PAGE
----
CARACAS, Jan 10, 2010 (AFP) - President Hugo Chavez warned Sunday that any price speculation by shopkeepers will trigger business seizures, and called on the National Guard to help people fight price gouging.
"To those gentlemen, let's call them looters of the people... If they want to, go ahead and do it, but we'll take their business and hand it over to the workers," Chavez said on his weekly radio and television talk show "Alo Presidente."
|Venezuelans crowd together inside an electrical appliance store in Caracas on January 9, 2010 (AFP PHOTO)|
The firebrand leftist president was tackling fallout from his announcement Friday to devalue the local currency for non-essential imports to 4.30 bolivars per dollar -- double the present rate -- but to just 2.60 bolivars for basic goods to help poorer Venezuelans.
"If tomorrow a butcher shop opens its doors with a price increase, report it and let the National Guard step in," Chavez said.
"I'm even capable of taking the butcher shop away (from its owner) and turn it over to the people working in it."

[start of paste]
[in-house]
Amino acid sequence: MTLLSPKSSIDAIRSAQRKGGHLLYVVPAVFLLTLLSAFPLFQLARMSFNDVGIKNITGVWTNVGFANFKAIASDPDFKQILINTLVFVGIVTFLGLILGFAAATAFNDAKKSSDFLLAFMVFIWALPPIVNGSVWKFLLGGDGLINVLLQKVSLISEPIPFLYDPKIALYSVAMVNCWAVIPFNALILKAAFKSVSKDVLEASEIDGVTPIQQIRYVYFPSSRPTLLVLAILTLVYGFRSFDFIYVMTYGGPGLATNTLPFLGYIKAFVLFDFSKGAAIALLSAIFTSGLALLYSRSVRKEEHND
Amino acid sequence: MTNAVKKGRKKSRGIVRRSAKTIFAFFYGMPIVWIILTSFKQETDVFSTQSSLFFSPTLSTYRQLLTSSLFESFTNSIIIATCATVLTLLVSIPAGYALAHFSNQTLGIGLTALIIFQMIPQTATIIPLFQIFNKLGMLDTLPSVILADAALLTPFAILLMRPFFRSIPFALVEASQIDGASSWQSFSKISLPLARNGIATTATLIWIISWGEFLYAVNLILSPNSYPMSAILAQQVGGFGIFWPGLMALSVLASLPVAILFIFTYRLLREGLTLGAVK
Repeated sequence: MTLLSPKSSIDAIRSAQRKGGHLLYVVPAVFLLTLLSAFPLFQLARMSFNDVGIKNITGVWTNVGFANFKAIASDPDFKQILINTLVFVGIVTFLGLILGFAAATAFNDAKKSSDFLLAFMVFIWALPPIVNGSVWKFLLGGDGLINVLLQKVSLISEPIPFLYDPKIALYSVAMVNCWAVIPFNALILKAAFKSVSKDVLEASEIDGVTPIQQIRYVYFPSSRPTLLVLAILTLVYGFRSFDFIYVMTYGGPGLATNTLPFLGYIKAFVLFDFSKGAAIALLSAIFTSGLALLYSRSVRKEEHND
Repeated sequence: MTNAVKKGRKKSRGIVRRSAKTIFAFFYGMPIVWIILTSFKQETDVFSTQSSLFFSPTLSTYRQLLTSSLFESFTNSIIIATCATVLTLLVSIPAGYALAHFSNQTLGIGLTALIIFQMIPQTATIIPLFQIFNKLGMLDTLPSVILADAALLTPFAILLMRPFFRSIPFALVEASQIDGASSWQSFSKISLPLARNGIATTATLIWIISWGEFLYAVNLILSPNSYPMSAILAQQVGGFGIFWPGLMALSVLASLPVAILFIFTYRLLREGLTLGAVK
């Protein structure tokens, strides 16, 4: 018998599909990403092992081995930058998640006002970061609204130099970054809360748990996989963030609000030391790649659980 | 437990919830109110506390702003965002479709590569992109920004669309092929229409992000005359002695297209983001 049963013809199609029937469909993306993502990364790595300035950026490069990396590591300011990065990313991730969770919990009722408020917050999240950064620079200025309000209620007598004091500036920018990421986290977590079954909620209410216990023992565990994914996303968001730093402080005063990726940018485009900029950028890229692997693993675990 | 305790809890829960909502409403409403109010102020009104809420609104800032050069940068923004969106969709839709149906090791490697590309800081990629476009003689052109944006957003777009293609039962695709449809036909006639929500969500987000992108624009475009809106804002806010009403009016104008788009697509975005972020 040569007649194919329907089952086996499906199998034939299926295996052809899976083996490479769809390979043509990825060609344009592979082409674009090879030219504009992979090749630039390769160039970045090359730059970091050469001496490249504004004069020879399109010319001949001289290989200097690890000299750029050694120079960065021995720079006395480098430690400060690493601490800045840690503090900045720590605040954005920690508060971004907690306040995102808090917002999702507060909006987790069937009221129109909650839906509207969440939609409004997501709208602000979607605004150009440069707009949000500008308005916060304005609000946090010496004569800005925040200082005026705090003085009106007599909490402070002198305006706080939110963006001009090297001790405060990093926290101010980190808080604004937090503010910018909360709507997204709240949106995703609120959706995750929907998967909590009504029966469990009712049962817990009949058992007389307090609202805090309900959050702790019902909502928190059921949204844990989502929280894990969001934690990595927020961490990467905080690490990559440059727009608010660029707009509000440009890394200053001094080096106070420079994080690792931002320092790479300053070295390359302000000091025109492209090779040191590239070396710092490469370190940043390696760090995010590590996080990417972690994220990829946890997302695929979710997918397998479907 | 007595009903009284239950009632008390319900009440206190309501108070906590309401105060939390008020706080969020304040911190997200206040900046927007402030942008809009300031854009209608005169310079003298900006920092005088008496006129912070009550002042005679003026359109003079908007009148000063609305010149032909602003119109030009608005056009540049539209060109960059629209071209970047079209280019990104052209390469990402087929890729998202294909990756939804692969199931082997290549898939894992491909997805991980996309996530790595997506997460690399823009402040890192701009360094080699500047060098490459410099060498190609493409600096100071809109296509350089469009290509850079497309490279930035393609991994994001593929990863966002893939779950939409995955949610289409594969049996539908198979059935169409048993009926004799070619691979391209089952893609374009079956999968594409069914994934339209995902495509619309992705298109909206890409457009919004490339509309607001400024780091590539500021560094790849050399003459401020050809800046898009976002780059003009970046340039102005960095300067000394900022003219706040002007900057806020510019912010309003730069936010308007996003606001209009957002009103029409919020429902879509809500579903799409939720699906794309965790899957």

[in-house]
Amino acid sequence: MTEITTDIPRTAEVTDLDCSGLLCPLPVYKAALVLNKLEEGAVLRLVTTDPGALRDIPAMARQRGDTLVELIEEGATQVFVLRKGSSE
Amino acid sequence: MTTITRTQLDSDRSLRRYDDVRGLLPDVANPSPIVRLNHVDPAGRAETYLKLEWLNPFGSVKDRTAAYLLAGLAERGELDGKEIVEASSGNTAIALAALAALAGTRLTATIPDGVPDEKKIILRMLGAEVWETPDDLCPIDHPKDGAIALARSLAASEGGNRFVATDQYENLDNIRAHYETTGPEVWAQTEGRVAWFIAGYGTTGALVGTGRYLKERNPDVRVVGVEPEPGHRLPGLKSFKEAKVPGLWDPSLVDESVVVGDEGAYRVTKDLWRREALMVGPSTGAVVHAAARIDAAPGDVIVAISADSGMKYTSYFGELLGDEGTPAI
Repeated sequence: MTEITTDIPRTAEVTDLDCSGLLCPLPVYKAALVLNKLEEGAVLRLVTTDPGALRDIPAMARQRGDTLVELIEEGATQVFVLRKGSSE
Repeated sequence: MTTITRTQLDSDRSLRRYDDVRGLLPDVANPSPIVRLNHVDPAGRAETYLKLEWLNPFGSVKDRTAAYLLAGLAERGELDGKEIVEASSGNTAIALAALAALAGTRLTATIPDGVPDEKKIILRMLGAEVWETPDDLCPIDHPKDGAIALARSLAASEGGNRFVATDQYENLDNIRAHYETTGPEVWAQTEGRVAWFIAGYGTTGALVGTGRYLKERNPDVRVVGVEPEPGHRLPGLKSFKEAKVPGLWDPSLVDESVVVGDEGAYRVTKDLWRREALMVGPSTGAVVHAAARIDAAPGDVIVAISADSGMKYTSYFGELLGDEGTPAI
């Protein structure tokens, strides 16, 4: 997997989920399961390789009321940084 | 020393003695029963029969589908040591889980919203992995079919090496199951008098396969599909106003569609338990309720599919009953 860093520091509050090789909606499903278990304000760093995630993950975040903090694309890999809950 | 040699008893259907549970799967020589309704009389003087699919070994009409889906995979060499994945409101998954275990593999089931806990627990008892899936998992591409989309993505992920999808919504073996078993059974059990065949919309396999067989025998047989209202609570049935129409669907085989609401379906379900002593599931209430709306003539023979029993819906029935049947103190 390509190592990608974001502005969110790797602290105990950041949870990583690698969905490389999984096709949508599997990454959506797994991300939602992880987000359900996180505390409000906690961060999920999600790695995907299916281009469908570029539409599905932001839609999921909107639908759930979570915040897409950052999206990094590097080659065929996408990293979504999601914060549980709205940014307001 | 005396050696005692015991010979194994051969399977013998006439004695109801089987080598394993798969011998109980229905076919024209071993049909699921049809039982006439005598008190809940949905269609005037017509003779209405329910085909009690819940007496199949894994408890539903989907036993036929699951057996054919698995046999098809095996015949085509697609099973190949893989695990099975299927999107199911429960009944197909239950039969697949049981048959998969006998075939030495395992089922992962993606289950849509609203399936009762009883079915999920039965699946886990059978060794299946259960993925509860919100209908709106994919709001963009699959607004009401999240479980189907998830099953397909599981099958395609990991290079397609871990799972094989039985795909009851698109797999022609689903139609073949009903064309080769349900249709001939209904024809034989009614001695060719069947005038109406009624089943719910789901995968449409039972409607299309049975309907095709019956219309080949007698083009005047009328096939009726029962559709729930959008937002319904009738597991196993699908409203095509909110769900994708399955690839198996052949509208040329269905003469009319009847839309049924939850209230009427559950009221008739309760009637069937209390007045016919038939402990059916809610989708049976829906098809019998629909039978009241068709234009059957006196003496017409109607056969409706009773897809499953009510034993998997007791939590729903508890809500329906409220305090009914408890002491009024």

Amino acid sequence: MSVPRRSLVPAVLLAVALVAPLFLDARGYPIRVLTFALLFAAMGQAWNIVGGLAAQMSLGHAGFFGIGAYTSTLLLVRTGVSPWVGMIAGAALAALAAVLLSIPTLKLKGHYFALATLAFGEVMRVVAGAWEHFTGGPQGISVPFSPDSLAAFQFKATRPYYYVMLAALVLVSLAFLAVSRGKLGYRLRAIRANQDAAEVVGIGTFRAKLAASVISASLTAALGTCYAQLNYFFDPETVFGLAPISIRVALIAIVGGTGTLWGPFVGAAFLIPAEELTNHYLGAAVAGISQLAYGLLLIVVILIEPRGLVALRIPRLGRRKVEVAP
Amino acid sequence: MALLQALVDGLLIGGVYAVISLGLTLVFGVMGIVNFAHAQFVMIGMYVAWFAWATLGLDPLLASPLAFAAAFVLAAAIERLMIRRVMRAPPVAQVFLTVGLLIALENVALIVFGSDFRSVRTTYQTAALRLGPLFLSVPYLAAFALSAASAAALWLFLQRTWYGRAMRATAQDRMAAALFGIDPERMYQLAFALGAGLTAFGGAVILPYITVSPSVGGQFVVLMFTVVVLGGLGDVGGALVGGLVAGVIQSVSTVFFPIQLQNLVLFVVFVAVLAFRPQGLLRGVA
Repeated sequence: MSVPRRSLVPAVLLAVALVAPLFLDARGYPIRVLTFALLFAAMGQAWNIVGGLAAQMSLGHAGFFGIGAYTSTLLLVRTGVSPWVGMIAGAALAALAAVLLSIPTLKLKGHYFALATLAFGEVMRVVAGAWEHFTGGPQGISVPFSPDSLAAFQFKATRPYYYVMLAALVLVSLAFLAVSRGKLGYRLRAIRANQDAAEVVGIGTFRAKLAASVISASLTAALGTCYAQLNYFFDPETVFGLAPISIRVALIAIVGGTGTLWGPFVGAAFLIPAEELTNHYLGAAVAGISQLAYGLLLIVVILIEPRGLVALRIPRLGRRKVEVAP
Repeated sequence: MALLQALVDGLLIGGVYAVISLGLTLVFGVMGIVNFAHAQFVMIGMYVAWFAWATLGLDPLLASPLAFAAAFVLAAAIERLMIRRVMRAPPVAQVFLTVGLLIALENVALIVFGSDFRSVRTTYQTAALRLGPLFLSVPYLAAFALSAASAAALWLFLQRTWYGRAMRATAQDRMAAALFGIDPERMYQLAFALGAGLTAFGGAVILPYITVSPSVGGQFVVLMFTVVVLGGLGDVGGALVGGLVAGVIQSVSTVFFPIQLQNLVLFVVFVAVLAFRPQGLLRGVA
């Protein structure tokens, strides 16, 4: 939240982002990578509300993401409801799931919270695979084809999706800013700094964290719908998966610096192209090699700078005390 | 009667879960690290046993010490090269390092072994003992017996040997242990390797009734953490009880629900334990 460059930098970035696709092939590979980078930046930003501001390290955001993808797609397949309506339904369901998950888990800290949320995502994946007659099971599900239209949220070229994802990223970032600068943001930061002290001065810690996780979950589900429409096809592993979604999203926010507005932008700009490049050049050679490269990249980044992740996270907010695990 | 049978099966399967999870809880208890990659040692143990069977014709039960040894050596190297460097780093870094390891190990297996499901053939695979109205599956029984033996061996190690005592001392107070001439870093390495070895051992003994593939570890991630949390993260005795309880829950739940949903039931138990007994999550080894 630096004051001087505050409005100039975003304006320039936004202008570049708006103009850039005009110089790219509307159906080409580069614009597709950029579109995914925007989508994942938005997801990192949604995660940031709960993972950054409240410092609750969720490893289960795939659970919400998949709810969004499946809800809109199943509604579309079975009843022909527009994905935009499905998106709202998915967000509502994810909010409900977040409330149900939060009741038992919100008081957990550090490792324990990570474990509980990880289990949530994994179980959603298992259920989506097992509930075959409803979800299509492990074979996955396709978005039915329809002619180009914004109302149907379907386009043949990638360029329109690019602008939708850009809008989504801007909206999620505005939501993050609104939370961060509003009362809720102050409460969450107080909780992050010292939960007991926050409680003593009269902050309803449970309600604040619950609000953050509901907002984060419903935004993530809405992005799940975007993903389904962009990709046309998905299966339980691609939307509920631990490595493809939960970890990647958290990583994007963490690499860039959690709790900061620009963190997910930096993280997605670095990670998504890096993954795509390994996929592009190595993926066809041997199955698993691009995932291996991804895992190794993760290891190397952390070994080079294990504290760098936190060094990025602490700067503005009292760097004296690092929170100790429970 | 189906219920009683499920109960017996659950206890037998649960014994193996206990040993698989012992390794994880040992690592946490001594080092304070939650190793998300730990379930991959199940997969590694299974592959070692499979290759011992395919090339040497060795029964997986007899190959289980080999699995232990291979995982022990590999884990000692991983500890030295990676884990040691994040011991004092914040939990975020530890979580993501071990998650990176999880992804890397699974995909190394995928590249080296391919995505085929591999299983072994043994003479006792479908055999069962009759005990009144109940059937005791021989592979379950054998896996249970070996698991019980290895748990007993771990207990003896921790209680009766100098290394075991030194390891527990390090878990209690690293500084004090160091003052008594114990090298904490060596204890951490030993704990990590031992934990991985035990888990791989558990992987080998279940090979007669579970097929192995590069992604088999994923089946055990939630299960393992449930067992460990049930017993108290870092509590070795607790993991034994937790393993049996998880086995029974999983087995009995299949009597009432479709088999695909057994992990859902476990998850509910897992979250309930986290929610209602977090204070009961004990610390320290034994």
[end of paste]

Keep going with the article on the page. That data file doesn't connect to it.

Economists predict a devaluation-induced spike in inflation, which last year already hit 25 percent. Thousands of people descended on local shops Saturday, hoping to buy imported goods ahead of imminent price increases.
"There's no reason prices should go up," Chavez said, warning Venezuelans to beware of scammers.
"We're going to launch an offensive against speculation... I want the National Guard to help people on the street fight speculation."
Chavez gave a special warning to banks who fail to serve their customers properly.
"There's a bank out there that's treading dangerous ground. It knows who I'm talking about. They're not going to blackmail me. Any banker who slips up, I'll take the bank away from him, no matter how big it is," Chavez said without naming the institution.
The bolivar's devaluation was the first since 2005, and was designed to aid public finances that have withered amid dwindling oil revenues and a rapidly contracting economy.
Critics said the move would allow Chavez to boost public spending ahead of elections in September, but would severely damage the health of the economy.
Since coming to office, Chavez has sought to remake the Venezuelan economy, vowing to create a more equitable, socialist model.
He has initiated a string of nationalizations of foreign firms, banks and measures that have sent inflation soaring.